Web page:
The danger of a negative experience is not necessarily the experience itself, but the deep-rooted beliefs that can take hold as a result:
- I'm not good enough
- I don't deserve happiness
- I will never be successful
- Bad things always happen to me
- I have bad karma
Personal relationships are a prime example.
One failed relationship is bad enough – a break up or a divorce – but more than one can convince you that you'll never find happiness in a partnership.
Of course, we know that our happiness shouldn't be dependent on being in love or in a physical relationship, but that's a separate issue.
What I want to address here is the negative cycle we can fall into as a result of negative experiences.
The subconscious mind is very powerful: All the beliefs about ‘the self' are stored there, and in turn control our behaviours and habits.
I know this all too well.
In fact, at one point, I almost gave up on ever making a close friendship again.
Because after forming a close friendship that became such a joy in my life, I was hung out to dry in favour of a new girlfriend.
My assumption at the time was that she was force behind this; that she didn't like how close we were, or that we had potential influence over each other.
Perhaps she was insecure. Maybe I was perceived as a bad influence.
I say this because it wasn't a simple case of a friend having a new girlfriend and being head over heels in love.
We've all experienced that: Once the honeymoon period is over, he's soon looking for some space with his old mates.
This was different.
He ended up distancing himself to the point where he went missing.
He didn't pick up the phone. He didn't want to hang out anymore, and he didn't invite me along to places he'd go with her friends.
But perhaps it wasn't her at all. Perhaps this was his decision. After all, he had a choice, right?
He would most likely tell this story in a different way. There are always two sides to every story.
Actually, though; who did what, when or why is irrelevant.
The point here is to recognise how a situation like this can lead to these spiralling thought processes?
And how easy it is to assume, presume and create insecurity within yourself.
This is the danger of negative experiences.
Let me continue the story…
We had a lot in common: humour, taste in music, fondness of women (we were at uni at the time, you know).
We got on like a house on fire from day one. I genuinely believed we would be friends for life.
I was pretty hurt that he just edged me out without so much as an explanation, but far more than I knew at the time.
Sometimes we don't like to admit how affected we are: you know, “man up”, etc.
Moreover, a couple of years prior to this I'd suffered a big disappointment in my life, something I'd buried deep down too.
So I'd developed an emotional barrier back then, one that I wouldn't allow to be penetrated, and one I used to protect myself in this situation.
Long story short, he married her some years later.
It worked out well for them.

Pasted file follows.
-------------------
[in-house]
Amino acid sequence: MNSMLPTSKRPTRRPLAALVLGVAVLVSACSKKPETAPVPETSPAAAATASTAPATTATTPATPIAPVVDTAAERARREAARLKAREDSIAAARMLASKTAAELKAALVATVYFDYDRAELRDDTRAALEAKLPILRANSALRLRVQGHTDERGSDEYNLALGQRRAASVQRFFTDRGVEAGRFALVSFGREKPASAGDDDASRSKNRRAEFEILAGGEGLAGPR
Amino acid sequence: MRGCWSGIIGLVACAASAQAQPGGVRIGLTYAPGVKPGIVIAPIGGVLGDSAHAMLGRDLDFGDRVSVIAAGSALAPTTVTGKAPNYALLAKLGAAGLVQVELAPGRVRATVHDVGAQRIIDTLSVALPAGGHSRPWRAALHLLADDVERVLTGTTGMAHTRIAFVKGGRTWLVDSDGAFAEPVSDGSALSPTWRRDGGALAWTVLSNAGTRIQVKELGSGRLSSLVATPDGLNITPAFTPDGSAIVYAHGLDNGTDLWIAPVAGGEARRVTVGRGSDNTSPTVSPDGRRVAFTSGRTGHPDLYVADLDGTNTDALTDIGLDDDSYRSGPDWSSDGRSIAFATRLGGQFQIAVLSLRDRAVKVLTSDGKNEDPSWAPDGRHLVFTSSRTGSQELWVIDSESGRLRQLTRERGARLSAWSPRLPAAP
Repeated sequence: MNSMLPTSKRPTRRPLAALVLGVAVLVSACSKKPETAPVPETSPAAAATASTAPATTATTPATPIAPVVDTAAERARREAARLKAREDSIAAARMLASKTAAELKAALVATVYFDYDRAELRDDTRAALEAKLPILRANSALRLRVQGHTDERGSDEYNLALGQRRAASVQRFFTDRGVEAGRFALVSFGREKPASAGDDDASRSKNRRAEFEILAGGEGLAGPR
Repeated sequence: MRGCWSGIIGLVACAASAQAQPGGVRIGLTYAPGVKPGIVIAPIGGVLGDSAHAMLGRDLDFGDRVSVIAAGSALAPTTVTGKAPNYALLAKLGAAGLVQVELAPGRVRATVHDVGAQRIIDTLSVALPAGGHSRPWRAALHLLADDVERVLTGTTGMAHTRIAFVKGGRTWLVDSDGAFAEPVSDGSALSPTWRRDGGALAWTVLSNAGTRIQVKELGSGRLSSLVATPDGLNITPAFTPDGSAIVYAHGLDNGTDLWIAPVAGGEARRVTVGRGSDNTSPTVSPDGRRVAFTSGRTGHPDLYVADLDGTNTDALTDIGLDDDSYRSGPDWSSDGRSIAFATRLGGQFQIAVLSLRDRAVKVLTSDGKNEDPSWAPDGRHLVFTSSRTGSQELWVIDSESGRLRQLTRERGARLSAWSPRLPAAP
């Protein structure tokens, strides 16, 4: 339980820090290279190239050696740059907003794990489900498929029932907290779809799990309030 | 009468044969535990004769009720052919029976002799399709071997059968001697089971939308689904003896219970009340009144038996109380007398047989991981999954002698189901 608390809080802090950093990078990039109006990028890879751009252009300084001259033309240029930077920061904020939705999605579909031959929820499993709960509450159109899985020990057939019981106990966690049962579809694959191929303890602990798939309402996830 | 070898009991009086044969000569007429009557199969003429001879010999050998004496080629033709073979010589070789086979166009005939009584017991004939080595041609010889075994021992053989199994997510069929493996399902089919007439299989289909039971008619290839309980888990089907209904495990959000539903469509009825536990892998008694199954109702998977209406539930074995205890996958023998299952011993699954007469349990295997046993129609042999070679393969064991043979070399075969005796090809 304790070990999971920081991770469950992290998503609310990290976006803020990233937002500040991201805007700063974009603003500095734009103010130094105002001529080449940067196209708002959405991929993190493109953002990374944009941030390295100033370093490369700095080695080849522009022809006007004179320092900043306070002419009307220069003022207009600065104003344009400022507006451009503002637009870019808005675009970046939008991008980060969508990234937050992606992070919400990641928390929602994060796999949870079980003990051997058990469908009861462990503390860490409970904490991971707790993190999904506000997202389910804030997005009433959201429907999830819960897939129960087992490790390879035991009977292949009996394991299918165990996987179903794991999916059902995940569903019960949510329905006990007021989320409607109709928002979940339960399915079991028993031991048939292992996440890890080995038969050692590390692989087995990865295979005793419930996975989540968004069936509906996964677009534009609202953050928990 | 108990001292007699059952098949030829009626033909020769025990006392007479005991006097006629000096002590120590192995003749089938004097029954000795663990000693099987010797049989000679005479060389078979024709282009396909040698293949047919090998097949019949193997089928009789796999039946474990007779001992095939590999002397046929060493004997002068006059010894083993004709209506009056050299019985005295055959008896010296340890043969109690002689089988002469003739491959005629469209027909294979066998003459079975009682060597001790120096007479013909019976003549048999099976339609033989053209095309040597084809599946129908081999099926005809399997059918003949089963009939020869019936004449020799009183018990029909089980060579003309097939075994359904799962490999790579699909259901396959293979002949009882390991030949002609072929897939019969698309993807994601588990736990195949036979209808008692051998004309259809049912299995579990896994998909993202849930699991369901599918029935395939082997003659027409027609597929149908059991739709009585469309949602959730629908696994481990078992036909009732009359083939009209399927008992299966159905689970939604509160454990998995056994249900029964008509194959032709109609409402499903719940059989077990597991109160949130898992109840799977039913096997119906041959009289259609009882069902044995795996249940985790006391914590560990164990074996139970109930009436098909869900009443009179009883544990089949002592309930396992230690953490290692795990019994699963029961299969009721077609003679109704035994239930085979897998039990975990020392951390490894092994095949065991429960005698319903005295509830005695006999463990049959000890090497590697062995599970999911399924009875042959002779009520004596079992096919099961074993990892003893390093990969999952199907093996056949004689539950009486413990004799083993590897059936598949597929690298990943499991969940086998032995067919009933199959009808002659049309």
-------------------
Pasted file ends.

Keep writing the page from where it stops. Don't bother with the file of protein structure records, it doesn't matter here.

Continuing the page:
So the sacrifice of a friendship was worth it, I guess.
I wish them well; truly, I do.
For the record, I never disliked her. She seemed like a lovely person, and for a time we were friends of sorts too.
So that's the backstory.
But here's the critical thing about this story, it isn't about them…
…It's about me.
For a long time I subconsciously carried that experience around.
I didn't seek close friendships.
I didn't put much effort into meeting new people.
I didn't believe I could connect with anyone in the same way and make a good friend.
I still haven't quite got there, at least not like that…
…Not a friendship where you are on the same page, pretty much all the time. One where your generational experiences align, your understanding of each other is concrete, and you are constantly laughing and sharing stories.
I have made a couple of new friends since, and it has been largely positive.
But my point here is this:
This negative experience took root in my subconscious and created a mindset that was essentially blocking me from making new friendships.
For a long time I held the belief that it wouldn't be possible to find the same level of friendship again.
I also held a fear that if I did, I'd experience the same hurt.
Being friends with this guy was a really positive experience for me. I learned from him, and I think he learned from me too. I have fond memories of these times.
But life is transitional. Change is inherent, and inevitable.
Nothing remains the same, be it relationships, jobs, or any other personal circumstance.
Life is impermanent.
It's hard to accept, but with good times often come bad experiences.
But if we bank the good memories and cash in the bad, we create a platform for new, positive experiences to take hold in our lives.
Conversely, if we bank the bad, we close the door and live in fear, low self-esteem and internal exile.
So what's the answer?
Allow yourself to hurt. Admit how you feel and let your emotions free.
Accept the situation and move forwards, one step at a time, when you're ready.
Don't push, and don't pull. Take every day as it comes and work on being you.
Better days and new experiences will soon arise.
That's how life works.